- Slightly more family physicians are actively pursuing value-based reimbursement opportunities compared to two years ago despite persistent barriers, Humana and the American Academy of Family Physicians (AAFP) recently announced.
The survey of 386 family physicians revealed that about 47 percent of the providers are “actively pursuing” value-based reimbursement in 2017, up from 44 percent in 2015.
Family physicians are slowly embracing the shift to value-based reimbursement. About 37 percent of practices now distribute payments to physicians based on quality performance, a 19-percentage point increase from two years ago.
Practices are also investing more in care coordination capabilities to support value-based reimbursement models. Thirty-two percent of the providers stated that their practice provided ongoing care management and care coordination to all high-risk patients, accounting for a 9-percentage point increase.
Forty-three percent of family physicians also reported hiring a care management staff or care coordinator in 2017. Just one-third of respondents in 2015 added this position.
Researchers pointed out that 54 percent of survey respondents are still updating or implementing health IT infrastructure.
“Family physicians are doing the work to prepare for value-based care models,” stated AAFP President Michael Munger, MD. “Our members are making changes at the practice level and making investments to prepare for the transition to value-based models that will support better care. However, major barriers still exist that are stifling progress.”
Top barriers to value-based reimbursement implementation remained the same from those identified in the 2015 survey. The number one barrier was lack of staff time, with 91 percent of family physicians strongly or somewhat agreeing. About 90 percent of participants named staff time as the top challenge in 2015.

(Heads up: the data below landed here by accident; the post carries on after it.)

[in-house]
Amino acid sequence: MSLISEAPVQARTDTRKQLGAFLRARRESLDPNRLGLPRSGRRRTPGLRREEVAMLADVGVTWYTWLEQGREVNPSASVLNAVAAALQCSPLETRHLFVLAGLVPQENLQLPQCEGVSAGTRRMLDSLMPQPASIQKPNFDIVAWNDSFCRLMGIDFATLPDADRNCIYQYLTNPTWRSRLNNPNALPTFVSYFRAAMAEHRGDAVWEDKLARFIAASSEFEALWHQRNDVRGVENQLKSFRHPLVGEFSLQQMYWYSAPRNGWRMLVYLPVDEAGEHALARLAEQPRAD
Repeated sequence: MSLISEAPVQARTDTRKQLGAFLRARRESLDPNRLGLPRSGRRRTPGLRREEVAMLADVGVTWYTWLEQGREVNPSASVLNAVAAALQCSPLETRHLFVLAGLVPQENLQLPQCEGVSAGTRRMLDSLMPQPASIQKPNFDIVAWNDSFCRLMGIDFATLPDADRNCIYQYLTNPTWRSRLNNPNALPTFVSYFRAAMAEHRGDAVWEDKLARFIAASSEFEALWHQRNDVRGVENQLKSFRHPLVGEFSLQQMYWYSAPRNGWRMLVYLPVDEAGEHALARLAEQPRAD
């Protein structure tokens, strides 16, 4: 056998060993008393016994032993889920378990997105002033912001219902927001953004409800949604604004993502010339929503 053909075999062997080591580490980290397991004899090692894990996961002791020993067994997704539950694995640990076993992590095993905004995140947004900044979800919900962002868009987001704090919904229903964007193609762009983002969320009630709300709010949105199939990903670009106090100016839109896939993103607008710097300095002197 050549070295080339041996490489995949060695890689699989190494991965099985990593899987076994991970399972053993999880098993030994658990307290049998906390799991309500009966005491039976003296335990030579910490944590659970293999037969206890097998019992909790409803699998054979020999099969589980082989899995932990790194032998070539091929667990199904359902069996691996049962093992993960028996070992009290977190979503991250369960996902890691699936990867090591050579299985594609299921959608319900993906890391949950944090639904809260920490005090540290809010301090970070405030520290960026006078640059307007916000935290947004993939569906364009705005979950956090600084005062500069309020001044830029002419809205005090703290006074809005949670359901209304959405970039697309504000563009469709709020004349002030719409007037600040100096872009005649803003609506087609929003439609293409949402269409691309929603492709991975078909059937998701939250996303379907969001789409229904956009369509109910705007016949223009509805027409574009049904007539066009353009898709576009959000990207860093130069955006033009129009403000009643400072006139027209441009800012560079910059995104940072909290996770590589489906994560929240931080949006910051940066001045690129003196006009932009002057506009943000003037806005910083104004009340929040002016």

More family physicians stated that their practice did not have a value-based reimbursement strategy in 2017 because of time limitations. The portion of providers who are too busy and overwhelmed to think ahead to value-based reimbursement increased from 21 percent in 2015 to 33 percent.
Other common practice sustainability issues with value-based reimbursement included investment in health IT (86 percent), unpredictably of revenue stream (77 percent), and ability to comprehend financial risk complexity (75 percent).
The only practice barrier that family physicians started to overcome in the past two years was the lack of resources to report, validate, and use data. Eighty-one percent of family physicians cited this as a top issue in 2015. That value is down from 74 percent in 2017.
Family physicians also identified major care coordination challenges associated with value-based reimbursement implementation. The top barriers included:
• Lack of performance measure standardization with 78 percent, up from 74 percent in 2015
• Limited transparency between payers and providers with 78 percent, up from 77 percent in 2015
• No standard payer reports on performance with 75 percent, the same as 2015 results
• Lack of healthcare interoperability between providers with 73 percent, down from 76 percent in 2015
• Missing information on costs for appropriate referrals with 73 percent, down from 76 percent in 2015
• Lack of timely data to improve quality and cost performance with 70 percent, up from 63 percent in 2015
• Insufficient training on advanced care delivery with 64 percent, up from 62 percent in 2015
Additionally, family physician perceptions about value-based reimbursement have not changed much in the past two years. Almost the same portion of family physicians (58 percent) believed value-based reimbursement will increase physician workloads without benefiting patient care.
Sixty-two percent of respondents also still cited a lack of evidence that performance measures will lead to improved care as a major implementation challenge.
“While the study shows that more family physicians have adopted value-based payments, there’s not much change in the way they see this model of care influencing what they care most about – their patients’ health, or their staffs’ morale and their practices’ performance,” explained Roy A. Beveridge, MD, Humana’s Chief Medical Officer.
Addressing the top challenges of implementation could accelerate value-based reimbursement adoption among family physicians. AAFP and Humana stated that their organizations are working to simplify value-based reimbursement models by standardizing quality measures and reporting requirements as well as encouraging provider-payer collaboration and data transparency.